Meh, just realized again that I have no idea/intuition about transducers - i need to fix that
Aldwin Vlasblom
@Avaq

@gilligan You can view it as a way to compose a computation, where every step takes the value(s) from the previous step, and emits zero or more new values for the next step. This allows the final computation to be used in any kind of reduction (map, filter, etc) of any kind of list (array, stream, generator, etc). The internal mechanism also has a built-in way to deal with short-termination (when doing a take(), for example).

Since you're extending the "step" function you end up with a means to "stream" your input list through the entire computation value by value, rather than doing .map().filter().take() and building up intermediate lists in between steps. So once you've coded a transducer it is more efficient, and more reusable than when you code a chain of operations.

I found watching this video over and over again quite helpful in gaining an understanding: https://www.youtube.com/watch?v=6mTbuzafcII

Tobias Pflug
@gilligan
Thanks, at the surface all that does make perfect sense. I just need to find (identify appropriate) opportunities to use transducers
@Avaq i think it boils down to me having to play around with transducers ;)
Aldwin Vlasblom
@Avaq
@gilligan Just use them any time you have a sequence of steps, if only for the performance gain. Like instead of going: pipe([map(f), filter(g)], arr) go into([], compose(map(f), filter(g)), arr). I really like using them for processing object streams in Node with transduce-stream, because it allows me to work using my normal Ramda workflow on Streams:
import throughx from 'transduce-stream';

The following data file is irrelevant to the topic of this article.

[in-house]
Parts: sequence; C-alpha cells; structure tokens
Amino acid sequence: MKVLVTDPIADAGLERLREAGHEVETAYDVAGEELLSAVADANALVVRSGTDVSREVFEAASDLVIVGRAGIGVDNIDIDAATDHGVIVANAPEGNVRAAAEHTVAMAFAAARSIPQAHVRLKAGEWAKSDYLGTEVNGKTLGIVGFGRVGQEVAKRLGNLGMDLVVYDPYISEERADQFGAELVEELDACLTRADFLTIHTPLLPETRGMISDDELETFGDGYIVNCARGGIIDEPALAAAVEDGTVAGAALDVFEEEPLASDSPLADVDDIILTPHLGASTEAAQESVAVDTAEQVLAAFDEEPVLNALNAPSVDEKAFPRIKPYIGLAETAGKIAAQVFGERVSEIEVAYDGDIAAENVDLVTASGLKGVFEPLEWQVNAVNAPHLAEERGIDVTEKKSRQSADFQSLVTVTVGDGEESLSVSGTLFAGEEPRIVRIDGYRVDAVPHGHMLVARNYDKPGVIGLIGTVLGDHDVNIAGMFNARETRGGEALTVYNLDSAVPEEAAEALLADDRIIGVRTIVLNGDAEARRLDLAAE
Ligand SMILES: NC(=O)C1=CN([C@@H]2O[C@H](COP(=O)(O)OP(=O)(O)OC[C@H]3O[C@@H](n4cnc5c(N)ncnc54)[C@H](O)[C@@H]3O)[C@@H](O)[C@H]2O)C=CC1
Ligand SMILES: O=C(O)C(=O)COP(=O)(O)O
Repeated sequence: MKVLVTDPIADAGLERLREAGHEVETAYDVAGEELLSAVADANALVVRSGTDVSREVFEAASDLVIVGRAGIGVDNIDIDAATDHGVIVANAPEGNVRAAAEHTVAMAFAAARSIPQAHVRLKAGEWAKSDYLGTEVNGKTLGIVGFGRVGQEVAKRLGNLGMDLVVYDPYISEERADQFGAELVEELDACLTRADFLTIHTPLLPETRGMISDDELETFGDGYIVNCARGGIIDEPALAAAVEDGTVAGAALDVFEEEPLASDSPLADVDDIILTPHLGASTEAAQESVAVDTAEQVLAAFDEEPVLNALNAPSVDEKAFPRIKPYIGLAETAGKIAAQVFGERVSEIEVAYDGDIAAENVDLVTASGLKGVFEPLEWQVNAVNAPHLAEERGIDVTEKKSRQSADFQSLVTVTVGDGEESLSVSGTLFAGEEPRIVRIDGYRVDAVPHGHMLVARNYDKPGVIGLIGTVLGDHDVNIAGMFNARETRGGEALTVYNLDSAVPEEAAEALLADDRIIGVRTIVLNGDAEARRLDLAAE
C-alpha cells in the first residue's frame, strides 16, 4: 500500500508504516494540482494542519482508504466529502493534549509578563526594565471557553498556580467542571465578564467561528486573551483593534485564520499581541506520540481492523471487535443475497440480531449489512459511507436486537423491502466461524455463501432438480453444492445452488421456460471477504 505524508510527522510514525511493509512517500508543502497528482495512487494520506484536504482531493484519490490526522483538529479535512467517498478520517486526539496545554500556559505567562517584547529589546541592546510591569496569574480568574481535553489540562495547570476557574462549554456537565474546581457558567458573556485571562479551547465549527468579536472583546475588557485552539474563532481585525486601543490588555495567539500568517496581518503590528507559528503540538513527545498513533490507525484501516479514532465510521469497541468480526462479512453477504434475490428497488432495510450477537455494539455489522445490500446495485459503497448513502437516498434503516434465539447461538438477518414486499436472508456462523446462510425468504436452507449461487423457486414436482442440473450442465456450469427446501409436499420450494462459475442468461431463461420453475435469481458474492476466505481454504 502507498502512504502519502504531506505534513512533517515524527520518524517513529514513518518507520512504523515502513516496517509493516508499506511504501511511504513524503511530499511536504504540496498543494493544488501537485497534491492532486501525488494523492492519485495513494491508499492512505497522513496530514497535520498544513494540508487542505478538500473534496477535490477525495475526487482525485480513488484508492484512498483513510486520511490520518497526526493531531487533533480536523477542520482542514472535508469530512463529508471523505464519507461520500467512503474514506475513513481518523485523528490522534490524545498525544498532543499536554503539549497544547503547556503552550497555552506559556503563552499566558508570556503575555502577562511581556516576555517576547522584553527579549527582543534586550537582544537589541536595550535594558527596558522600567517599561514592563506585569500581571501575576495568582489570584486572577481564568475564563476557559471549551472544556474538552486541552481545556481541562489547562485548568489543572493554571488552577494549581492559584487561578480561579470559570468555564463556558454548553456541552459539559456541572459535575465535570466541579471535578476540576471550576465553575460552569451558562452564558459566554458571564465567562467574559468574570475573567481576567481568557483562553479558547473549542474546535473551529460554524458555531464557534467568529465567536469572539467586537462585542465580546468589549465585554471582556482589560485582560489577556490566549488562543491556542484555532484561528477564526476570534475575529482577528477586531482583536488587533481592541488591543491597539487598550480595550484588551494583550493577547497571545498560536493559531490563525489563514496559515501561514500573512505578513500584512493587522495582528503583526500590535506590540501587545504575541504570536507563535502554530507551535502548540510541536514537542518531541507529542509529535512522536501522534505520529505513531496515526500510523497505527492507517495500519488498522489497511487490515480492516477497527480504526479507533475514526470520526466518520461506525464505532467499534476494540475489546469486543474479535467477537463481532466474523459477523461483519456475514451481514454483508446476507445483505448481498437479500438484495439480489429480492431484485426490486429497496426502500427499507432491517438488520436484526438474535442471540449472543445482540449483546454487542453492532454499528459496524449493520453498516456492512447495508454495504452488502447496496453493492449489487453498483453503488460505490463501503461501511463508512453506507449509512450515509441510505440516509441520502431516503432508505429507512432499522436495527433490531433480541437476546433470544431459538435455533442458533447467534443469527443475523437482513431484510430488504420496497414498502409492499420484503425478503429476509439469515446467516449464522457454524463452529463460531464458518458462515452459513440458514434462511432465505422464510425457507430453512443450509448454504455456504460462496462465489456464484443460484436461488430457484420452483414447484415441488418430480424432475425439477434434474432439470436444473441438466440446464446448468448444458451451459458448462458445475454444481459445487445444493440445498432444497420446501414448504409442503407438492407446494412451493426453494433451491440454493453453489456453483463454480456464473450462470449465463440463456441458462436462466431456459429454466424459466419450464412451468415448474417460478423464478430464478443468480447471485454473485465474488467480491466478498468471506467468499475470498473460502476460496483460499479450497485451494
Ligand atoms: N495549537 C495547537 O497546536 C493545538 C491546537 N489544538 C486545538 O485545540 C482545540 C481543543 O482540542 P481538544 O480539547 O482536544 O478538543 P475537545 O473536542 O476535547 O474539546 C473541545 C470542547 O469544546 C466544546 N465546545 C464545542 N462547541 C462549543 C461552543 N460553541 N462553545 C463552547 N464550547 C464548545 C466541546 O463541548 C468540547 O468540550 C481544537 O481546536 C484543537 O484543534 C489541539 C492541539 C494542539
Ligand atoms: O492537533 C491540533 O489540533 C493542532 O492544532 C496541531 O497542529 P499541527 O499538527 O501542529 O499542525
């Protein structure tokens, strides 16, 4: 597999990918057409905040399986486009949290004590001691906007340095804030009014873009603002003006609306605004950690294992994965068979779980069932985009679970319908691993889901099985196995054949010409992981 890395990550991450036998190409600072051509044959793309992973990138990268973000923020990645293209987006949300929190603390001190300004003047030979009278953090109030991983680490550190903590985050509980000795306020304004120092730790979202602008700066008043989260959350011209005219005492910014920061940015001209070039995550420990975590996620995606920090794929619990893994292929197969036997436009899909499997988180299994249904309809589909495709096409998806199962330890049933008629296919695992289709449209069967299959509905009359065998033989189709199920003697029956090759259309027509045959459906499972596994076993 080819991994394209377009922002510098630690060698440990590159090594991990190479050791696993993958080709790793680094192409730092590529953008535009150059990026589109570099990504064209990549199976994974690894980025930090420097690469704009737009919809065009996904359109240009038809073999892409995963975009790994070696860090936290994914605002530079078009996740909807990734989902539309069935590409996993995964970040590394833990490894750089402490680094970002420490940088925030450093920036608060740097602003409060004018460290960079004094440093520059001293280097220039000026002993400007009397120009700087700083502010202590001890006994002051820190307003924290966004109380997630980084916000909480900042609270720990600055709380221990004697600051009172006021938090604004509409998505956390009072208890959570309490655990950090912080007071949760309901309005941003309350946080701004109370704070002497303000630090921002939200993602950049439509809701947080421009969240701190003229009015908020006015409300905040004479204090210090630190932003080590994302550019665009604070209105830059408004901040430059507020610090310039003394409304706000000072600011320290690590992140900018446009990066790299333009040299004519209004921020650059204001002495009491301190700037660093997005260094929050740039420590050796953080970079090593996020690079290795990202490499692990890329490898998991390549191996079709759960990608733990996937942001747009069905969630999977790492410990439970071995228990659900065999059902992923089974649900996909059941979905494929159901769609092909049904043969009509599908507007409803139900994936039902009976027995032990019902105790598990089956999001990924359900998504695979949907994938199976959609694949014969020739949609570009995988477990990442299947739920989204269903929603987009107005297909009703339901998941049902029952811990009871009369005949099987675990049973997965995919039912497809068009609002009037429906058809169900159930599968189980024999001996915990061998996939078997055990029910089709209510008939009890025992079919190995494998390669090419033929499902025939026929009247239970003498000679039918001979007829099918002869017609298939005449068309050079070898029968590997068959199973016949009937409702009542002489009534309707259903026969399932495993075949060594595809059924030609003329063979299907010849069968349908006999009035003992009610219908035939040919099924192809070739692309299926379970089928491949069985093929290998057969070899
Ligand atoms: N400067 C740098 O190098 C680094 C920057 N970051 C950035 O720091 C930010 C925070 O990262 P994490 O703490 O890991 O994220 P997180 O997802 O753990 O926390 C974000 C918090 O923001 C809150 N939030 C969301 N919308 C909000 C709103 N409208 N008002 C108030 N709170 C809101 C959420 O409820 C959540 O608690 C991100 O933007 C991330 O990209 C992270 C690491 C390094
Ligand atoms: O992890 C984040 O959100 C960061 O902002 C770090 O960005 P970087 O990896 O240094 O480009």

stream.pipe(throughx(compose(
  map(f),
  filter(g),
  take(5)
), {objectMode}))
Tobias Pflug
@gilligan
@Avaq currently working in a big React project with ramda. Suppose I will just have a look at the various scenarios where I apply a transformation pipeline via R.pipe
Keith Alexander
@kwijibo
@gilligan this blog post is what helped me grok transducers http://phuu.net/2014/08/31/csp-and-transducers.html
boxofrox
@boxofrox
@Avaq, your pipe and compose from :point_up: December 12, 2015 10:11 AM have the same order of operations. I take it transducers do something to reverse the order of operations?
Raine Virta
@raine
they don't exactly do anything, it's inherent to the way they compose
it took me a while to understand why it happens
boxofrox
@boxofrox
Thanks, @raine. I'll dig around and see if can figure it out, too. I vaguely recall Rich Hickey's talk covered that composition bit. Think I'll start there.
Tobias Pflug
@gilligan
Can someone merge ramda/ramda#1541 ? master is broken right now
boxofrox
@boxofrox
Note to self, don't use Ramda functions in undocumented ways. In 0.17, invoker(1, 'getResponseHeader', 'content-type') worked fine, but was documented to be used as invoker(1, 'getResponseHeader')('content-type'). I suspect the currying of pipe and compose had something to do with that. Upgrade to 0.18 and I run into errors with functions further down the pipe because 'content-type' was effectively dropped. Doh.